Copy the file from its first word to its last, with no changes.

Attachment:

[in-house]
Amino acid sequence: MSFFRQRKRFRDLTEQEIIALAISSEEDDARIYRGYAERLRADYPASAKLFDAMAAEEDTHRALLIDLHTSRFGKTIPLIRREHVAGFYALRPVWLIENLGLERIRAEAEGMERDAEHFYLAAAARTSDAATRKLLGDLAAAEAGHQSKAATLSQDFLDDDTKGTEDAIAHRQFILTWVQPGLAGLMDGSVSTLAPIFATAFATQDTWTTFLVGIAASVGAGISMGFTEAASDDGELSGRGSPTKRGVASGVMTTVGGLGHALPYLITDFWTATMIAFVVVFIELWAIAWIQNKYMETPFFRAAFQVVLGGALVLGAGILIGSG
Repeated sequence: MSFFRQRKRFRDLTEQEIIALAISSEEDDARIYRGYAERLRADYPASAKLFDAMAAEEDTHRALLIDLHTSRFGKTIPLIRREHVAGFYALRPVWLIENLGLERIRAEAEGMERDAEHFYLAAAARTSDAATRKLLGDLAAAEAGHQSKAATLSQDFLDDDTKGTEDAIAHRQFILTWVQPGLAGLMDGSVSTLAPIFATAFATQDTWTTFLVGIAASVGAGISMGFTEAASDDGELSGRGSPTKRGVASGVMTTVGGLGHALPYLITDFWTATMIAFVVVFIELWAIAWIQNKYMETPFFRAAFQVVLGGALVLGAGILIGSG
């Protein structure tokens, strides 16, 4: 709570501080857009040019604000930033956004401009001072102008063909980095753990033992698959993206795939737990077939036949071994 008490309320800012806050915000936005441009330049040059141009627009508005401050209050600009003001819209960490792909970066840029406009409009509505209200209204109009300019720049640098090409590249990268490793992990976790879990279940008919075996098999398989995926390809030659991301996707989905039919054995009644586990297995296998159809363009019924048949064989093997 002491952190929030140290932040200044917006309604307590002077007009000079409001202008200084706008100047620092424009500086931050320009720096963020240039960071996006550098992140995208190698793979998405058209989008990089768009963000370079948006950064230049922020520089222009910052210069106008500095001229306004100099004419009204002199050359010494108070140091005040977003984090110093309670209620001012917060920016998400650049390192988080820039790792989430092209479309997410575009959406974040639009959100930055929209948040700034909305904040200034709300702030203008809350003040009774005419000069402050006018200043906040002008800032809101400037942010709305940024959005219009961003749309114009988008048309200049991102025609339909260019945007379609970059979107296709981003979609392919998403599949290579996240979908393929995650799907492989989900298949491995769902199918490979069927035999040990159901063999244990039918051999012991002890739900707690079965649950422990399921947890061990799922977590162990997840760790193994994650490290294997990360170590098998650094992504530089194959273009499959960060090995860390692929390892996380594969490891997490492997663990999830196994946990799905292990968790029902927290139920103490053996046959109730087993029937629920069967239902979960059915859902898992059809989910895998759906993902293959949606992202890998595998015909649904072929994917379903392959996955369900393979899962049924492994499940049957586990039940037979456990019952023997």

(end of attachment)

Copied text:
[in-house]
Amino acid sequence: MSFFRQRKRFRDLTEQEIIALAISSEEDDARIYRGYAERLRADYPASAKLFDAMAAEEDTHRALLIDLHTSRFGKTIPLIRREHVAGFYALRPVWLIENLGLERIRAEAEGMERDAEHFYLAAAARTSDAATRKLLGDLAAAEAGHQSKAATLSQDFLDDDTKGTEDAIAHRQFILTWVQPGLAGLMDGSVSTLAPIFATAFATQDTWTTFLVGIAASVGAGISMGFTEAASDDGELSGRGSPTKRGVASGVMTTVGGLGHALPYLITDFWTATMIAFVVVFIELWAIAWIQNKYMETPFFRAAFQVVLGGALVLGAGILIGSG
Repeated sequence: MSFFRQRKRFRDLTEQEIIALAISSEEDDARIYRGYAERLRADYPASAKLFDAMAAEEDTHRALLIDLHTSRFGKTIPLIRREHVAGFYALRPVWLIENLGLERIRAEAEGMERDAEHFYLAAAARTSDAATRKLLGDLAAAEAGHQSKAATLSQDFLDDDTKGTEDAIAHRQFILTWVQPGLAGLMDGSVSTLAPIFATAFATQDTWTTFLVGIAASVGAGISMGFTEAASDDGELSGRGSPTKRGVASGVMTTVGGLGHALPYLITDFWTATMIAFVVVFIELWAIAWIQNKYMETPFFRAAFQVVLGGALVLGAGILIGSG
């Protein structure tokens, strides 16, 4: 709570501080857009040019604000930033956004401009001072102008063909980095753990033992698959993206795939737990077939036949071994 008490309320800012806050915000936005441009330049040059141009627009508005401050209050600009003001819209960490792909970066840029406009409009509505209200209204109009300019720049640098090409590249990268490793992990976790879990279940008919075996098999398989995926390809030659991301996707989905039919054995009644586990297995296998159809363009019924048949064989093997 002491952190929030140290932040200044917006309604307590002077007009000079409001202008200084706008100047620092424009500086931050320009720096963020240039960071996006550098992140995208190698793979998405058209989008990089768009963000370079948006950064230049922020520089222009910052210069106008500095001229306004100099004419009204002199050359010494108070140091005040977003984090110093309670209620001012917060920016998400650049390192988080820039790792989430092209479309997410575009959406974040639009959100930055929209948040700034909305904040200034709300702030203008809350003040009774005419000069402050006018200043906040002008800032809101400037942010709305940024959005219009961003749309114009988008048309200049991102025609339909260019945007379609970059979107296709981003979609392919998403599949290579996240979908393929995650799907492989989900298949491995769902199918490979069927035999040990159901063999244990039918051999012991002890739900707690079965649950422990399921947890061990799922977590162990997840760790193994994650490290294997990360170590098998650094992504530089194959273009499959960060090995860390692929390892996380594969490891997490492997663990999830196994946990799905292990968790029902927290139920103490053996046959109730087993029937629920069967239902979960059915859902898992059809989910895998759906993902293959949606992202890998595998015909649904072929994917379903392959996955369900393979899962049924492994499940049957586990039940037979456990019952023997």